Shipp’s view may be overly bleak, but it does reflect an alienation that is widespread among today’s musicians. Even rock stars like Don Henley and Courtney Love have joined forces to battle the majors over royalties and other matters. A number of top-tier jazz artists, including Ralph Peterson, Steve Turre, Benny Green, D.D. Jackson, Mark Turner, Javon Jackson, and Charlie Hunter, did noteworthy stints on major labels but were thrust back into the indie world after their contracts lapsed or were terminated.

In a previous era this would have been seen as a backward step; in today’s jazz world it is far more ambiguous. The independent label has gained a new cachet, leading the field both in terms of creative vision and audience development. (Again, this phenomenon is not limited to jazz.) As Shipp’s remarks suggest, indie labels cannot offer their artists nearly the amount of marketing muscle that the majors can. But an indie can guarantee artistic freedom and an emphasis on musical rather than commercial priorities.

That said, the indie scene is far from some Shangri-la, where nothing ever goes wrong. It’s safe to say that most jazz musicians have had a lousy or at least lukewarm experience with an independent label or two. Indies can be just as over-committed, shortsighted, and phlegmatic as any major. Many fine players, in fact, view the entire recording business as a wasteland. They look instead to steady touring and gigging as the best way to bring in money and build a following. With digital recording technology becoming more accessible, many musicians would rather produce and finance their own recordings. Shopping for a label almost becomes an afterthought. Some players form their own utilitarian labels and self-release their records, an option that at least preserves their ownership of the rights to their work.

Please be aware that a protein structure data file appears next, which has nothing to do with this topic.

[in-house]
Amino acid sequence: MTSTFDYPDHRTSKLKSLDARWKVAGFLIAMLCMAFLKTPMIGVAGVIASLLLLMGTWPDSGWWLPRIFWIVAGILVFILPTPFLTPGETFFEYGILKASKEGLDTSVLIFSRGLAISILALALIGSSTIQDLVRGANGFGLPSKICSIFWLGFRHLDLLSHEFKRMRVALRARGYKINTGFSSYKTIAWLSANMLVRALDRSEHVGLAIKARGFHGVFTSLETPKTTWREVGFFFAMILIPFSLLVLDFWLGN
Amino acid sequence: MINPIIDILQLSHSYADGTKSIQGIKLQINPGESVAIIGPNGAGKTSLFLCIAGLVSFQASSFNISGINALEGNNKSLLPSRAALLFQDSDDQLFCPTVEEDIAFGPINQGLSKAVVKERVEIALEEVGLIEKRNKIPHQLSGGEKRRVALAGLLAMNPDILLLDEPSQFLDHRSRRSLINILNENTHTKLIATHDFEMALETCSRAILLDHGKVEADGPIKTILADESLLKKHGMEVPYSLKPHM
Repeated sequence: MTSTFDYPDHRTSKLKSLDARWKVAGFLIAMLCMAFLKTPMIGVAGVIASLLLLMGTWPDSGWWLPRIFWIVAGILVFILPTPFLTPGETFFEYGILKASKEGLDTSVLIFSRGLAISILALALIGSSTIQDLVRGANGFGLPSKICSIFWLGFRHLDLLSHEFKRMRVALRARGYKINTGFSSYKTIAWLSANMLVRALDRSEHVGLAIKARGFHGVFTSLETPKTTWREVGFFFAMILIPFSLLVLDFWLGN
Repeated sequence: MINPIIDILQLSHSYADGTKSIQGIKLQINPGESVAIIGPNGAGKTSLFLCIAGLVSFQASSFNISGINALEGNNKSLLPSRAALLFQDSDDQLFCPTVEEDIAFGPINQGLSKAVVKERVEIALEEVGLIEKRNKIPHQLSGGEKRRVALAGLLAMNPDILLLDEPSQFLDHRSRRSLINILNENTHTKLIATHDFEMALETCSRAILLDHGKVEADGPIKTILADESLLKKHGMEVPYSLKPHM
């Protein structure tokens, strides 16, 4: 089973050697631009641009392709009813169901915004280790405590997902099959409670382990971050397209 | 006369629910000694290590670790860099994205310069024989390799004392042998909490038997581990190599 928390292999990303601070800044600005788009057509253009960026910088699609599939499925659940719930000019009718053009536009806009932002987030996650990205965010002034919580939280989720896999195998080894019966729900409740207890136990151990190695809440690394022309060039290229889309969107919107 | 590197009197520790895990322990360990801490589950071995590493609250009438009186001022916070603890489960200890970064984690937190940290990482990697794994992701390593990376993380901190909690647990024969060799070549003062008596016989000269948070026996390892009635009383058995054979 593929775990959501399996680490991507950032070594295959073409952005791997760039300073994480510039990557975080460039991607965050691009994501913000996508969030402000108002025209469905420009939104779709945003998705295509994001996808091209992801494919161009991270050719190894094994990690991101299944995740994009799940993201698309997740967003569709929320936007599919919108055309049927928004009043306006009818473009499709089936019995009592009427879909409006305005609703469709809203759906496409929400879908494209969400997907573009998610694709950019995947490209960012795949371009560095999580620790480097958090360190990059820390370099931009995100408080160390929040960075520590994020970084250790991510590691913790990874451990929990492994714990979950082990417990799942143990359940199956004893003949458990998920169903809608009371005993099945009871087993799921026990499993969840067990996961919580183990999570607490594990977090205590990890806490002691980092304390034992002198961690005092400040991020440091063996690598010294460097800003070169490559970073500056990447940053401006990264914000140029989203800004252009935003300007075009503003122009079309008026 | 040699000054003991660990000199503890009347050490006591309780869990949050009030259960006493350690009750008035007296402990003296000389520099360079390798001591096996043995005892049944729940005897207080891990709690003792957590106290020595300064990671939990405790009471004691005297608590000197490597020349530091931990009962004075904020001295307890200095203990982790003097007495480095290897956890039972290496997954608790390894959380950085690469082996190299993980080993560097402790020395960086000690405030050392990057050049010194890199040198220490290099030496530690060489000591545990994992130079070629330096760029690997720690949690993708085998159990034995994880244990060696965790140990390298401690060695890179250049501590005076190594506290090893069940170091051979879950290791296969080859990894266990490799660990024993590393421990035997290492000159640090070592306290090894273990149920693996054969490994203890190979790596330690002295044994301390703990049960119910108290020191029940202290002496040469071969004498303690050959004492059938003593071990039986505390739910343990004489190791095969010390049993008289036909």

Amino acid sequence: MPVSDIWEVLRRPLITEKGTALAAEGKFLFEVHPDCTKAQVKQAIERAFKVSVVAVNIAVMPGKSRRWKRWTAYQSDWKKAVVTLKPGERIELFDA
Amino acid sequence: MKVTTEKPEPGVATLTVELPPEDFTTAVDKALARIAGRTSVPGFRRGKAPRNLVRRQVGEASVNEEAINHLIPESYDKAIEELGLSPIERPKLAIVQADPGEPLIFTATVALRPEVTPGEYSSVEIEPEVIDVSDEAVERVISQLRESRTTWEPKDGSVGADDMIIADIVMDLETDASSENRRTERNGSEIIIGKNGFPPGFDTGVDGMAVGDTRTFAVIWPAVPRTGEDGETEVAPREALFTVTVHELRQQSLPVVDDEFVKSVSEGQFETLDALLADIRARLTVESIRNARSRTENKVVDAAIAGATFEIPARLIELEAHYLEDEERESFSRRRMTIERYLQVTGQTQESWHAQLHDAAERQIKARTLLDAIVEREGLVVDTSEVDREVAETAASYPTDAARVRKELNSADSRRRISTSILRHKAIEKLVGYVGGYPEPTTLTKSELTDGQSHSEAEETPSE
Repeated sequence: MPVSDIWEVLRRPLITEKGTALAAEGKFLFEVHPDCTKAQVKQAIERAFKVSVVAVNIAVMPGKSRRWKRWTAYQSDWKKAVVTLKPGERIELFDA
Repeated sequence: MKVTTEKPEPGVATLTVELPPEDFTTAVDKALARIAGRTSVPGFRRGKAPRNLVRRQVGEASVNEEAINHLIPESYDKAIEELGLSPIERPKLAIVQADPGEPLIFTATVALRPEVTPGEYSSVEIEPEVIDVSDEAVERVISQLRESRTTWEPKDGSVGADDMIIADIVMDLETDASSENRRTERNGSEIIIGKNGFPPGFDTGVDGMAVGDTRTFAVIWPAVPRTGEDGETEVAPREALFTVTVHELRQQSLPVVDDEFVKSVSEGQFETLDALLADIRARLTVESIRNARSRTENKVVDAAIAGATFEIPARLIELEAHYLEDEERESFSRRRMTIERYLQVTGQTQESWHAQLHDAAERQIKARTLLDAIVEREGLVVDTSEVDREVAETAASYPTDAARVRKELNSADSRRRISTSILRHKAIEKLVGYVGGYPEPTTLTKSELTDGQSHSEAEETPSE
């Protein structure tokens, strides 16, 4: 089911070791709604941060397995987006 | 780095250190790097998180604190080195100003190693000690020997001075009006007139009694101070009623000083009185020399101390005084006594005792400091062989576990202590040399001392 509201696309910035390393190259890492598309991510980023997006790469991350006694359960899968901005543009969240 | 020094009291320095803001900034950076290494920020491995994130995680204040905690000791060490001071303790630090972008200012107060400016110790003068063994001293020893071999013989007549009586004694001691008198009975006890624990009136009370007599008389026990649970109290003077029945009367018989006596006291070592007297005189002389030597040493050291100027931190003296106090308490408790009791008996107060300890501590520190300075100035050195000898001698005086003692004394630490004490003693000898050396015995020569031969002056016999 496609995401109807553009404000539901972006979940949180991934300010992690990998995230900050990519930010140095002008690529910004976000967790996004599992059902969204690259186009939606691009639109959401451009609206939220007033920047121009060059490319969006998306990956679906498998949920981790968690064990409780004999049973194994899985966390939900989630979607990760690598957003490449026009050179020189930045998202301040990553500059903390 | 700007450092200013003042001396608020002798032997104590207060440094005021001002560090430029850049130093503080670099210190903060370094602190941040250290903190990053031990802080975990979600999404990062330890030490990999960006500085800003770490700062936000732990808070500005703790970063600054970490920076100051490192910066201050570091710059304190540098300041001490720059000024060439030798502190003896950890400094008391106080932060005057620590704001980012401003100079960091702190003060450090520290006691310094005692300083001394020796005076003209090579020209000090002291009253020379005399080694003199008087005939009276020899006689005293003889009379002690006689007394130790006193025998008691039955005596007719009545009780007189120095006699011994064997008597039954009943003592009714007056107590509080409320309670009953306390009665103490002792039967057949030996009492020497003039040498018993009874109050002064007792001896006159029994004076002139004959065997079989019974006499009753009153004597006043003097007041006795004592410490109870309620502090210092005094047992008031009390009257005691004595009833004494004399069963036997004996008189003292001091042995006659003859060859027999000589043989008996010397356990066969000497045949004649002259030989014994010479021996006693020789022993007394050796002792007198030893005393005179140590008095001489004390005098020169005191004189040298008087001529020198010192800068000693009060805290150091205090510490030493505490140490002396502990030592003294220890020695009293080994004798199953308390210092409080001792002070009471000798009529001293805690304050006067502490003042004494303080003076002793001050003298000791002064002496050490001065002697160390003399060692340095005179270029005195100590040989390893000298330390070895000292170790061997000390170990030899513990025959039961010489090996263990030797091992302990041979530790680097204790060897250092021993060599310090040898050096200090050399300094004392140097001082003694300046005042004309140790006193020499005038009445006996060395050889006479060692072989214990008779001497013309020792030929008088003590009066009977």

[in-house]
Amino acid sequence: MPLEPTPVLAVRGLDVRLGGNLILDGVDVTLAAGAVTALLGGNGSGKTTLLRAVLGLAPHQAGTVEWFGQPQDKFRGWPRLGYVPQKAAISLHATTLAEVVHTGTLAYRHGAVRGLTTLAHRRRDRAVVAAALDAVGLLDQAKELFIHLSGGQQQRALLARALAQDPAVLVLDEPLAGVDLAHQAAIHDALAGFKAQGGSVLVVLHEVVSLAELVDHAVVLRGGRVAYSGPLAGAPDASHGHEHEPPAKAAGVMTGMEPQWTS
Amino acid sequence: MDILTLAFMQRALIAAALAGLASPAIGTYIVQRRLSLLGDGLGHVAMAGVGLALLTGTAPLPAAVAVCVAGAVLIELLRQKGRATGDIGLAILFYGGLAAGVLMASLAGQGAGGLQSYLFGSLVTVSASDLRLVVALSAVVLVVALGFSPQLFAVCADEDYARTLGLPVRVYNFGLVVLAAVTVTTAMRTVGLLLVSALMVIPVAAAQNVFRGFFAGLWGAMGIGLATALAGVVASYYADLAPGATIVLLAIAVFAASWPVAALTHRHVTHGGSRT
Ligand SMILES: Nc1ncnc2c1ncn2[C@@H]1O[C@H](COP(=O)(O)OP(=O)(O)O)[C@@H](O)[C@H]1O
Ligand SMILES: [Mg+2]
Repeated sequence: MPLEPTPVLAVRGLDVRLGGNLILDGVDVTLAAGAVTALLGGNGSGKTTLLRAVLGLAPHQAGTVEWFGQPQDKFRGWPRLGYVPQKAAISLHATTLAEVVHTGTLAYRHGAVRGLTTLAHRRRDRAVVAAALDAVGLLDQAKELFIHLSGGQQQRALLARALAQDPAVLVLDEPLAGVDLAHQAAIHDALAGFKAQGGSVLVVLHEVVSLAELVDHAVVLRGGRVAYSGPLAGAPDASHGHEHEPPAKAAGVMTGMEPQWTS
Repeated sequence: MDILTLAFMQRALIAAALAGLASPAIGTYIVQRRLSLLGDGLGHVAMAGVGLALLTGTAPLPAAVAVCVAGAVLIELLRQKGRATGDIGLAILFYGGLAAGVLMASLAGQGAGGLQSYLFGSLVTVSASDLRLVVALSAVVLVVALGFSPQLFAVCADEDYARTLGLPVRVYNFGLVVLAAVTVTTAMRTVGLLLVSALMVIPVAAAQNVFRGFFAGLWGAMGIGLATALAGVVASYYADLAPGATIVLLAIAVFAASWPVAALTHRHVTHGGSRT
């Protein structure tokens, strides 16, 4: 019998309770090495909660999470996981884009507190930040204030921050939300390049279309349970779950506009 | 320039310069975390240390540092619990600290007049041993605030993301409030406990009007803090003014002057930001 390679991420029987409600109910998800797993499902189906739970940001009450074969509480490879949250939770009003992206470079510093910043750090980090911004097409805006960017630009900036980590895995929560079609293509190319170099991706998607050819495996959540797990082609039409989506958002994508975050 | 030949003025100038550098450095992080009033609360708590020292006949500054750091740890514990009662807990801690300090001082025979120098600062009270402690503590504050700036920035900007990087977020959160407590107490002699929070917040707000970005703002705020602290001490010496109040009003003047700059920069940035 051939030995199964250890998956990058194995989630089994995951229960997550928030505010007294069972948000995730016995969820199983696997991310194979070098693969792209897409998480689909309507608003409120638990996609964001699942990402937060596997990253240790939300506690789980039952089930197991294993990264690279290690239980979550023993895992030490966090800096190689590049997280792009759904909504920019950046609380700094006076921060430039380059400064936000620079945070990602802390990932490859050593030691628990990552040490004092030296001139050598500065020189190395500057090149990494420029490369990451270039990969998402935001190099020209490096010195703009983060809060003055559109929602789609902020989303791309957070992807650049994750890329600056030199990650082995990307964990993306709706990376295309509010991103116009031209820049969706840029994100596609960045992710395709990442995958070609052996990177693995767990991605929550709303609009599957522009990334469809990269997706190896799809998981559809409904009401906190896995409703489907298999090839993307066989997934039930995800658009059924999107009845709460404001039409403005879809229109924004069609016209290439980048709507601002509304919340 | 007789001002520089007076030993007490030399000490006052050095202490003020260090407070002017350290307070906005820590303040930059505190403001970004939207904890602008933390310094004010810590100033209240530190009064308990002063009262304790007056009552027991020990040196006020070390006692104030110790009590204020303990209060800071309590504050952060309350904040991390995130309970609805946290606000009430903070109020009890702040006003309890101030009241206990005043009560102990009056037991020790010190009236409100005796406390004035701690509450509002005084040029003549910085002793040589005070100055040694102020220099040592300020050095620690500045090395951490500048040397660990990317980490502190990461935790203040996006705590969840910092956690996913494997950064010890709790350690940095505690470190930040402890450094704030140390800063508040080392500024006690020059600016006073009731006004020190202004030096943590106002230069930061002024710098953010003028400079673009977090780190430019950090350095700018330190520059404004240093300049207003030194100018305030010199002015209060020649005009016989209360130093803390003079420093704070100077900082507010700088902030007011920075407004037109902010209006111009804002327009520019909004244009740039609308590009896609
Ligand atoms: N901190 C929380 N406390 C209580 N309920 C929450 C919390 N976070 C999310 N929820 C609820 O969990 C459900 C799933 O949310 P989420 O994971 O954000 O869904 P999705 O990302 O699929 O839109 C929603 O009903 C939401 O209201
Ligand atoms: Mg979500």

It also needs to be said that the indies don’t have a monopoly on artistic value. In all fairness, the majors, despite their shortcomings, continue to release some very worthwhile music. Let’s have a look:

Then there are the big, venerable indies, some tied to the majors in various ways, some not. A strong case could be made for German-based ECM Records as the best, most influential jazz label currently in operation. Independently owned and operated, ECM is licensed to and distributed by Universal Classics, and before that, BMG and PolyGram. (If it weren’t for these licensing agreements, ECM product would be available only via import.) Under the rock-steady direction of producer Manfred Eicher, ECM remains every bit as forward-thinking and distinctive as it was when it launched in 1969. The label consistently tops critics’ polls with extraordinary releases by the likes of Keith Jarrett, Dave Holland, and many other greats.

Fantasy, founded in 1949, is now the largest independent record company in the United States. In the ’70s the Bay Area-based enterprise began purchasing historically important labels like Riverside and Milestone (both founded by Orrin Keepnews), Prestige, Contemporary, Pablo, and more. Fantasy is therefore more accurately described as a family of labels. Its Original Jazz Classics (OJC) line is the Rosetta Stone of reissue programs.